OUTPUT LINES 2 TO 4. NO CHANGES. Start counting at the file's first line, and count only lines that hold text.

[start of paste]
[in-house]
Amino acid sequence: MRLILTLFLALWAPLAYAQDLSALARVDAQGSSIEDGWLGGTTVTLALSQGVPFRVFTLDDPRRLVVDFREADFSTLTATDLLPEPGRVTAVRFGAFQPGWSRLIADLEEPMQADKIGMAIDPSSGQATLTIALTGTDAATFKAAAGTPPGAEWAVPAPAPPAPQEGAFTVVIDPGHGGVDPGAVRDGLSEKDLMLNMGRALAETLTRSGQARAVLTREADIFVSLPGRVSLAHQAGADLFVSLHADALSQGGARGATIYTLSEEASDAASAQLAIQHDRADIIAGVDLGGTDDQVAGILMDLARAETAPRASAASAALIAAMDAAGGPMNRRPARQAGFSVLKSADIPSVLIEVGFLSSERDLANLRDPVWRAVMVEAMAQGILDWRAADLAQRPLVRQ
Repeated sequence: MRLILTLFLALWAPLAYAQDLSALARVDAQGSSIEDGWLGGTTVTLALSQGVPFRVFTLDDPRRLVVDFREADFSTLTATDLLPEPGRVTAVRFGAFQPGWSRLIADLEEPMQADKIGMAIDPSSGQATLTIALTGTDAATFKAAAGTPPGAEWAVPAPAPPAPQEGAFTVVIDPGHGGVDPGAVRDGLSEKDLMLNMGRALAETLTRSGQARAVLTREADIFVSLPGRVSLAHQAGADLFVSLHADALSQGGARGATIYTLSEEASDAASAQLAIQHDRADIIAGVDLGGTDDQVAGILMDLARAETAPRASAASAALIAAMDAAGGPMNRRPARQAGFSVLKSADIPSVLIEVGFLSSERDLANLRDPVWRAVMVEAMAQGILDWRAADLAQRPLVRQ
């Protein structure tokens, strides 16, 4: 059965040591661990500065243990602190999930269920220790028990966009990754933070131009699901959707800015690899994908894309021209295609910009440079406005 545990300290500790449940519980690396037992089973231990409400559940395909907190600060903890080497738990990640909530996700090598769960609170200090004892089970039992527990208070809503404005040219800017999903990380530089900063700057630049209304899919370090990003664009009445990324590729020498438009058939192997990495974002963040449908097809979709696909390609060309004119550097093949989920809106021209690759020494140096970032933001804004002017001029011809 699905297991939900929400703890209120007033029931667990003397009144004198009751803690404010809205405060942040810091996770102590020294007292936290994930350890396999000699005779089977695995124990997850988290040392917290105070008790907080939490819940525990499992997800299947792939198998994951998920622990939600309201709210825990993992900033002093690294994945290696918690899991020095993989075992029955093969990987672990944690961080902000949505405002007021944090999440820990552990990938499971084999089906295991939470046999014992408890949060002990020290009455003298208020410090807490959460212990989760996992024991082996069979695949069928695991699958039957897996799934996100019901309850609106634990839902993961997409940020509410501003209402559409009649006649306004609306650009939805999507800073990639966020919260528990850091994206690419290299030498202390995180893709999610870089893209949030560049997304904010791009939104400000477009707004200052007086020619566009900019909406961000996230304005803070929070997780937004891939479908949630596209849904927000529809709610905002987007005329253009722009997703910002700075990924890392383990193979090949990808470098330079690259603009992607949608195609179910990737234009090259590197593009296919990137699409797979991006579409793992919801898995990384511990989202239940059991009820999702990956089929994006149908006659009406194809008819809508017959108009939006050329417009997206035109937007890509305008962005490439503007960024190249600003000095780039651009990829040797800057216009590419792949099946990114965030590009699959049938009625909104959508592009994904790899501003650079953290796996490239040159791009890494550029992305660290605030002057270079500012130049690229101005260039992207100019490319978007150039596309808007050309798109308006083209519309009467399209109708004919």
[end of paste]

Amino acid sequence: MRLILTLFLALWAPLAYAQDLSALARVDAQGSSIEDGWLGGTTVTLALSQGVPFRVFTLDDPRRLVVDFREADFSTLTATDLLPEPGRVTAVRFGAFQPGWSRLIADLEEPMQADKIGMAIDPSSGQATLTIALTGTDAATFKAAAGTPPGAEWAVPAPAPPAPQEGAFTVVIDPGHGGVDPGAVRDGLSEKDLMLNMGRALAETLTRSGQARAVLTREADIFVSLPGRVSLAHQAGADLFVSLHADALSQGGARGATIYTLSEEASDAASAQLAIQHDRADIIAGVDLGGTDDQVAGILMDLARAETAPRASAASAALIAAMDAAGGPMNRRPARQAGFSVLKSADIPSVLIEVGFLSSERDLANLRDPVWRAVMVEAMAQGILDWRAADLAQRPLVRQ
Repeated sequence: MRLILTLFLALWAPLAYAQDLSALARVDAQGSSIEDGWLGGTTVTLALSQGVPFRVFTLDDPRRLVVDFREADFSTLTATDLLPEPGRVTAVRFGAFQPGWSRLIADLEEPMQADKIGMAIDPSSGQATLTIALTGTDAATFKAAAGTPPGAEWAVPAPAPPAPQEGAFTVVIDPGHGGVDPGAVRDGLSEKDLMLNMGRALAETLTRSGQARAVLTREADIFVSLPGRVSLAHQAGADLFVSLHADALSQGGARGATIYTLSEEASDAASAQLAIQHDRADIIAGVDLGGTDDQVAGILMDLARAETAPRASAASAALIAAMDAAGGPMNRRPARQAGFSVLKSADIPSVLIEVGFLSSERDLANLRDPVWRAVMVEAMAQGILDWRAADLAQRPLVRQ
């Protein structure tokens, strides 16, 4: 059965040591661990500065243990602190999930269920220790028990966009990754933070131009699901959707800015690899994908894309021209295609910009440079406005 545990300290500790449940519980690396037992089973231990409400559940395909907190600060903890080497738990990640909530996700090598769960609170200090004892089970039992527990208070809503404005040219800017999903990380530089900063700057630049209304899919370090990003664009009445990324590729020498438009058939192997990495974002963040449908097809979709696909390609060309004119550097093949989920809106021209690759020494140096970032933001804004002017001029011809 699905297991939900929400703890209120007033029931667990003397009144004198009751803690404010809205405060942040810091996770102590020294007292936290994930350890396999000699005779089977695995124990997850988290040392917290105070008790907080939490819940525990499992997800299947792939198998994951998920622990939600309201709210825990993992900033002093690294994945290696918690899991020095993989075992029955093969990987672990944690961080902000949505405002007021944090999440820990552990990938499971084999089906295991939470046999014992408890949060002990020290009455003298208020410090807490959460212990989760996992024991082996069979695949069928695991699958039957897996799934996100019901309850609106634990839902993961997409940020509410501003209402559409009649006649306004609306650009939805999507800073990639966020919260528990850091994206690419290299030498202390995180893709999610870089893209949030560049997304904010791009939104400000477009707004200052007086020619566009900019909406961000996230304005803070929070997780937004891939479908949630596209849904927000529809709610905002987007005329253009722009997703910002700075990924890392383990193979090949990808470098330079690259603009992607949608195609179910990737234009090259590197593009296919990137699409797979991006579409793992919801898995990384511990989202239940059991009820999702990956089929994006149908006659009406194809008819809508017959108009939006050329417009997206035109937007890509305008962005490439503007960024190249600003000095780039651009990829040797800057216009590419792949099946990114965030590009699959049938009625909104959508592009994904790899501003650079953290796996490239040159791009890494550029992305660290605030002057270079500012130049690229101005260039992207100019490319978007150039596309808007050309798109308006083209519309009467399209109708004919």